By Margarita Antidze and Steve Gutterman | Reuters
(Reuters) - An opposition coalition led by a billionaire tycoon claimed
victory in a parliamentary election in Georgia and initial results
released on Tuesday put it ahead of President Mikheil Saakashvili's ruling party in the former Soviet republic.
Thousands of supporters of the Georgian Dream coalition
celebrated in the streets of the capital Tbilisi after the election on
Monday, sounding car horns and carrying blue party banners and
red-on-white national flags over their heads.
"I expect that we will get no less than 100 seats in the
new (150 seat) parliament," the coalition's leader, wealthy tycoon Bidzina Ivanishvili, told a cheering crowd. "I have achieved what I have long been striving for."
But a tense stand-off loomed over the results of the poll,
which under Georgia's electoral system allocates 77 of the 150
parliament seats according to party lists and the other 73 according to
With ballots from six percent polling stations counted under the
party list system, Georgian Dream had 56.1 percent and Saakashvili's United National Movement had 39.4 percent, the Central Election Commission said on its website.
But the UNM said it believed it had won at least 53 of the
73 seats allotted in elections tallied according to individual
constituencies, results of which had not yet been released.
"This means that the United National Movement will have a
majority in the new parliament," spokeswoman Chiora Taktakishvili said
in televised comments on Monday.
Any signs of instability in the Caucasus country of 4.5
million would worry the West because of its role as a conduit for
Caspian Sea energy supplies to Europe and its strategic location between
Russia, Iran, Turkey and central Asia.
Saakashvili says the Georgian Dream coalition would move
Georgia away from the West and back into Moscow's orbit, and has
suggested Ivanishvili is doing the bidding of the Kremlin after making
his money in Russia.
Ivanishvili, a former reclusive
who entered politics only a year ago, told Reuters he was confident
Georgian Dream candidates had won at least 50 of the individual races.
"A very interesting precedent has been set in which the
leadership has been replaced through elections," he said after exit
polls predicted Georgian Dream beat out the ruling party in the
GEORGIAN DREAM SUPPORTERS CELEBRATE
Georgian Dream's strong showing was an indictment of
Saakashvili, who swept to the presidency in the bloodless Rose
Revolution of 2003 but led Georgia into a disastrous five-day war with
Russia over two breakaway regions in 2008.
Saakashvili cautioned that the results were not yet in, and the U.S.
ambassador earlier on Monday urged Georgians to "stay calm" until votes
were counted and any challenges addressed.
Saakashvili must step down after a presidential election
next year, when reforms weakening the head of state and giving more
power to parliament and the prime minister are to take effect.
If his party retains control of parliament, it may give him a
way to keep calling the shots. If not, Ivanishvili could become premier
and Georgia's dominant politician.
"Besides being a contest for parliament, it is also a
shadow leadership election," said Thomas de Waal, a Caucasus expert at
the Carnegie Endowment for International Peace in Washington.
In a televised address after polls closed, Saakashvili, 44,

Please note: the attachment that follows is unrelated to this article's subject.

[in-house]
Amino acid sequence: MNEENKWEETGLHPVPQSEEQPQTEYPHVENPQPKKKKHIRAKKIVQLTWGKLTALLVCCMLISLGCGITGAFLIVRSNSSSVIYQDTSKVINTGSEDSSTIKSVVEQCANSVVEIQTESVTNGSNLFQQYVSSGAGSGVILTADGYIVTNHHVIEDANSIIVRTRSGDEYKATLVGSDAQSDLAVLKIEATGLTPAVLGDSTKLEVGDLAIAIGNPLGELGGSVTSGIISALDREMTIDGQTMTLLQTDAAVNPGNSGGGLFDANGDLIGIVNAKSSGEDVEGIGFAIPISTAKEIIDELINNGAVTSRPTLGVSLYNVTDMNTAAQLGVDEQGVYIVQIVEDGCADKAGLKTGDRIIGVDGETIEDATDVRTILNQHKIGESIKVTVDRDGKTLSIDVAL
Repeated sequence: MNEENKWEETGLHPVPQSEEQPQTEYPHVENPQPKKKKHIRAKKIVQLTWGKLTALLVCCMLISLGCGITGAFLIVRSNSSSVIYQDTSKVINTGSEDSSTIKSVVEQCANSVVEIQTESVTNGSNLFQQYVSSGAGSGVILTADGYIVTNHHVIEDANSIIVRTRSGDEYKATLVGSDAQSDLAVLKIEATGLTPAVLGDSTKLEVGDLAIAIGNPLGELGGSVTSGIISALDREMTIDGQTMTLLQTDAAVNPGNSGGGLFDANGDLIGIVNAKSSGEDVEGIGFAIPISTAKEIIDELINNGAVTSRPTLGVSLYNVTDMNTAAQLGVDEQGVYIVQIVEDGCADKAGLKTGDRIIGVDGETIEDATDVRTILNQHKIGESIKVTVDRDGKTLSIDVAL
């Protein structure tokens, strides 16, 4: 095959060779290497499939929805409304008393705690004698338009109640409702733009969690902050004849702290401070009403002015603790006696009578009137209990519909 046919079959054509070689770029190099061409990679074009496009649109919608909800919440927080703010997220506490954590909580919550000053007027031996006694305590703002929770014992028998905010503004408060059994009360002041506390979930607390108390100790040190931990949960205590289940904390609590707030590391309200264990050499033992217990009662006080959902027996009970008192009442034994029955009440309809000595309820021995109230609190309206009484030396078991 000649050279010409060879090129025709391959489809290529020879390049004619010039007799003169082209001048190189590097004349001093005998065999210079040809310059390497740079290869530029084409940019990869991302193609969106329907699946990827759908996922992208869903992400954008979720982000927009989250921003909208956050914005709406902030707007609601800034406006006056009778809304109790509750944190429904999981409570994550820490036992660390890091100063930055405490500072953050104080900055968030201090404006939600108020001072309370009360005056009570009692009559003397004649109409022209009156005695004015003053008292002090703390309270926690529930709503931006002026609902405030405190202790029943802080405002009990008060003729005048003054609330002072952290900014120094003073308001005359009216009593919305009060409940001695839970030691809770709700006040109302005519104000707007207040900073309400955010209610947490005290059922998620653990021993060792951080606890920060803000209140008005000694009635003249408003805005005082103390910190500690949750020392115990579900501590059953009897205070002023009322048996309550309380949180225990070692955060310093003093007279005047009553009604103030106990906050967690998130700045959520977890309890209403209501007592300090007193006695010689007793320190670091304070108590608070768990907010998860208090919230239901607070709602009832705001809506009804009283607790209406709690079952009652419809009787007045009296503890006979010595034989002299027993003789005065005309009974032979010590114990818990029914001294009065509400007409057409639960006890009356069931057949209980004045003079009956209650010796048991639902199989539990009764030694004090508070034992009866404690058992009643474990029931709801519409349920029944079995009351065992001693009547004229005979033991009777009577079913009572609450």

said it appeared Georgian Dream had prevailed in the party-list voting
but his party had come out ahead in the individual races.
When parliament convenes, ruling party and opposition deputies
should "take their seats and start working in a joint democratic
process", he said. "We are all Georgian citizens, we should stand
together and work together."
But the exit polls
emboldened Georgian Dream supporters and could lead to increased
tensions if their strong showing is not matched by results in the
individual districts - an outcome that could stoke suspicions of
was already high after video footage of torture, beatings and sexual
assault of prison inmates led to street protests after it was aired on
two television channels opposed to Saakashvili about two weeks before
The footage undermined Saakashvili's image as a reformer who had imposed
the rule of law and rooted out corruption.
voting against violence and abuse. How can I do otherwise after what we
have all seen on TV?" Natela Zhorzholiani, 68, said as she voted in
Ivanishvili has won votes by promising to tackle poverty and corruption,
blaming these problems on Saakashvili, although not everyone trusts him
to do better than the current president and Saakashvili portrays him as
open to Russian manipulation.
"I voted for peace
and stability," Georgy Ugrekhelidze, 76. "I want this government to
carry out what it has started."
Opponents accuse Saakashvili of monopolizing power,
curtailing democracy and suppressing dissent. He owes his rise to power
to street protests over claims of election fraud, but has damaged his
image by cracking down on opponents.
Police used teargas, rubber bullets and water cannons to disperse protesters in Tbilisi in November 2007. Security forces again cracked down on protesters in 2010 after opponents occupied a central square.
Georgia's Central Election Commission said there were no
grave violations during the voting on Monday, but a confrontation did
erupt in the central town of Khashuri late Monday night after ballots
Citing an observer, Transparency
International Georgia said armed men forced their way into two polling
places in Khashuri and, in one of them, a protocol that had shown
Georgian Dream winning more votes was replaced by one making UNM the
Opposition television channels showed footage of shouting crowds and
riot police they said fired teargas and rubber bullets. The Interior
Ministry said police were sent to guard polling stations and denied the
use of teargas or guns.